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May 23, 1975 - Image 6

Resource type:
Text
Publication:
Michigan Daily, 1975-05-23

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THE MICHIGAN DAILY

Friday, May 23, 1975

Poge Six

.oeSxTH IHGAAL FiaMa2,17

State legislature likely to pass Thumb teen nabbed
$110 million budget for the 'U' for double murder

(Continued from Page 1)
ly $1.8 million.
Huffman said one new fea-
ture of this year's allocation
will be a ceiling on full-time
student enrollment at the Uni-
versity. No more than 35,080
students with 15 or more credit
hours will be enrolled at one
time.
The bill also provides for a
5.6 per cent faculty salary in-
crease, which is considerably
lower than the 13.23 per cent
increase approved this year by
the Regents. Huffman thinks an
excessive salary hike, which

would almost surely mean a
tuition increase, would be un-
fair to students.
"I don't believe it is fair to
raise tuition to offset wage
increases," said Huffman.
"They (the faculty) have to de-
cide what comes first, the
school, .the kids, or personal
needs."
THE 5.6 per cent figure is
merely a guideline, however.
Faculty salaries are an internal
matter for the University to de-
cide, and they could reallocate
money from other areas to in-

crease the pay hike, according
to Fincher.
Fincher said the University
of Minnesota faculty recently
settled for a ten per cent in-
crease, and thinks pressure
applied in the right places
could raise the figure slightly
higher here. However, he called
a ten per cent increase for Uni-
versity faculty "unrealistic."
If you have an old-fashioned
ginger jar with the top missing
you can put it to practical and
attractive kitchen use. A jar of
this sort with its narrow top is
great for holding cooking forks
and wooden spoons with long
handles. Tongs, a pastry brush
and a wide spatula or pancake
turner can also go into a ginger
j ar.

LAPEER (UPI) - One of
the most intensive investiga-
tions in years in the Thumb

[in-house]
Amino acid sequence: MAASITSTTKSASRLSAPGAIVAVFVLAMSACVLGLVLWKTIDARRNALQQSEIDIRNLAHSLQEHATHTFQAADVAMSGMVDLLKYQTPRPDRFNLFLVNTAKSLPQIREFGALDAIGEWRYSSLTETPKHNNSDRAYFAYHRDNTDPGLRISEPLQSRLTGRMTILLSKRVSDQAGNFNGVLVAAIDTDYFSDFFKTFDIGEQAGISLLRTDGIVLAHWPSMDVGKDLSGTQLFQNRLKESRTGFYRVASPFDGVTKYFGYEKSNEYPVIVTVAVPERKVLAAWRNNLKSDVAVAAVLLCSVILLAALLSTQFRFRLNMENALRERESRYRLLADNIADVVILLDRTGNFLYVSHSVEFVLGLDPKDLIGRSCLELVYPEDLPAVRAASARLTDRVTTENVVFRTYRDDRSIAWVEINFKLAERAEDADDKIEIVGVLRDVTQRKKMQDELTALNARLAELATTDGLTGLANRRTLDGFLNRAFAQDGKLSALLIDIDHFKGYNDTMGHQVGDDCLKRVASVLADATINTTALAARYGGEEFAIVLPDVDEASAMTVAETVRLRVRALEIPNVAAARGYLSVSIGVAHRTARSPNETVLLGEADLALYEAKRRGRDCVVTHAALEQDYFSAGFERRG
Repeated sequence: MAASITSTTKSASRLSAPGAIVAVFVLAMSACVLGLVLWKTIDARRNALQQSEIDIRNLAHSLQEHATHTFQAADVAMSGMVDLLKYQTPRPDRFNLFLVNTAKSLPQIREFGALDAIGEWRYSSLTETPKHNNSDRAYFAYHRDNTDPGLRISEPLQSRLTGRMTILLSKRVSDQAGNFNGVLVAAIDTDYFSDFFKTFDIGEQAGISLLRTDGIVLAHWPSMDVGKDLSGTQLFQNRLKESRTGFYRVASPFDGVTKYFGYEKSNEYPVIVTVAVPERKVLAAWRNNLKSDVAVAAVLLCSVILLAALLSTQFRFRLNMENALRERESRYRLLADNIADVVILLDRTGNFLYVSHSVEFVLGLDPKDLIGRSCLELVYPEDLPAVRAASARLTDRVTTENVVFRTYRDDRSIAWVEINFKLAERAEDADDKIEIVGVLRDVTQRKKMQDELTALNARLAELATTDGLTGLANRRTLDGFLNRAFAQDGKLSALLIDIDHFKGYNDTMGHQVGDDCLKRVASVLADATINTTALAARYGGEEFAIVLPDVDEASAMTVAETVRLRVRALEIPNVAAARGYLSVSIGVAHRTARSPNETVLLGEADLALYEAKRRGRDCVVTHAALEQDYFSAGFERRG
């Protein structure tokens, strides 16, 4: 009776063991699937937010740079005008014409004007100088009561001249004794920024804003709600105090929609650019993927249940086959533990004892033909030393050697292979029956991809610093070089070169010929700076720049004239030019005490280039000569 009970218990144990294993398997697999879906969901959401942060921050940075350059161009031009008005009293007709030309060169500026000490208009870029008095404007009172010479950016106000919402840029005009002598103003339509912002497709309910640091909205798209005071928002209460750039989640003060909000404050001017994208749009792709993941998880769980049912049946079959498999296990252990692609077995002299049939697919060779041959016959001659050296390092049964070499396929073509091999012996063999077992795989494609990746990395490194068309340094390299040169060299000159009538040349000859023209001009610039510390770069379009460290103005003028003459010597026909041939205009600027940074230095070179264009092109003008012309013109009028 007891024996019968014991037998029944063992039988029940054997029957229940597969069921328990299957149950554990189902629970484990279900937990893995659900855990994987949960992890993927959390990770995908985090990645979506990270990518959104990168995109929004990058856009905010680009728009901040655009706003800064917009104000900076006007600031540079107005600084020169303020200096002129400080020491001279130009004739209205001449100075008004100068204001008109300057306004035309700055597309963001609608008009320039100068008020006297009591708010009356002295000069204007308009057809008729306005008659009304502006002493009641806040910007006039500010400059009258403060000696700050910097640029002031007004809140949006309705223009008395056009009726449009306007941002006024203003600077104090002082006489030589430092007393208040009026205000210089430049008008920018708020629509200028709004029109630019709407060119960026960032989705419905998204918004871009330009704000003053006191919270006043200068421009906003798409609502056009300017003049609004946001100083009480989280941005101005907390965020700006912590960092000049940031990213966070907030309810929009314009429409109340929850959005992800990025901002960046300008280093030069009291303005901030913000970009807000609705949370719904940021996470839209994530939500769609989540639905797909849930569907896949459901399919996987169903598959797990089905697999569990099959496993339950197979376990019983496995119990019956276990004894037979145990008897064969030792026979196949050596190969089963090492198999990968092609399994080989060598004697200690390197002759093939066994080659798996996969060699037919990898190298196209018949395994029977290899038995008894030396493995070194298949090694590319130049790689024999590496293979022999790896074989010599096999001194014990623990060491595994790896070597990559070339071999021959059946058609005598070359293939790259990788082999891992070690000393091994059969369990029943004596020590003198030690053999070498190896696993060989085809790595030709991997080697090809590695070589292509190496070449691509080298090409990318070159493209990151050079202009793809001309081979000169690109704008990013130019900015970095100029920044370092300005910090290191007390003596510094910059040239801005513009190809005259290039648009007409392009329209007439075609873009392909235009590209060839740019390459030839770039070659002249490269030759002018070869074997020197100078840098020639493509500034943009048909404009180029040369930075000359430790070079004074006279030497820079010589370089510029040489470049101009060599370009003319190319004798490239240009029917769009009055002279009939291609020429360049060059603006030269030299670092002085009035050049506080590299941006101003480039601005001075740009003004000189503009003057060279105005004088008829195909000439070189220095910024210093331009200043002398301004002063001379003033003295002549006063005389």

area north of Detroit has ended
with arrest of an illiterate 17-
year old Flint youth, described
by one policeman as "a born
loser," on charges he killed two
young cousins.
Meanwhile, the a r r e s t
touched off another intensive
investigation a few miles away,
where a third teen-ager was
murdered about 15 hours before
the arrest of the Flint youth.
THE SUSPECT, Kenneth E.
Nard, 17, was arrested by State
Police at his home two weeks
after the bodies of the cousins
were found.
Nard, who told police he
cannot read or write, stood
mute before Lapeer County dis-

1-7

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trict court judge John P.
Spiers during a brief appear-
ance yesterday. He was jailed
without bond pending a prelimi-
nary examination July 3.
"He looks like a born loser,"
one Flint policeman said.
THE ARREST came one day
after the discovery of the body
of another area youth, Jeffrey
Walters, 15, of Ortonville. The
body was found about three
miles from the site of the first
murders.
Police called his death a
homicide and said they were
investigating possible links with
his murder and the murders
May 9 of Scott Hardy, 12, of
Port Huron and his 11-year old
cousin, Mark Mellendorf of the
Lapeer County township of
Atlas.
Hard's arrest came after
days of outrage and fear in
Lapeer County, where the
police formed a special task
force to search for the killer or
killers. Flint police and State
Police joined in the manhunt,
which at first concentrated on
reports that four or five men
were seen talking with the
victims just before they were
slain.
ONE BODY was found hang-
ing from a tree limb while the
other was found in a shallow
creek in Brandon Township.
Police said they were beaten
and strangled.
Details that led to Nard's
arrest were not fully explained,
but authorities said police were
led to his home by information
gained from persons contacted
during days of around-the-clock
investigation.
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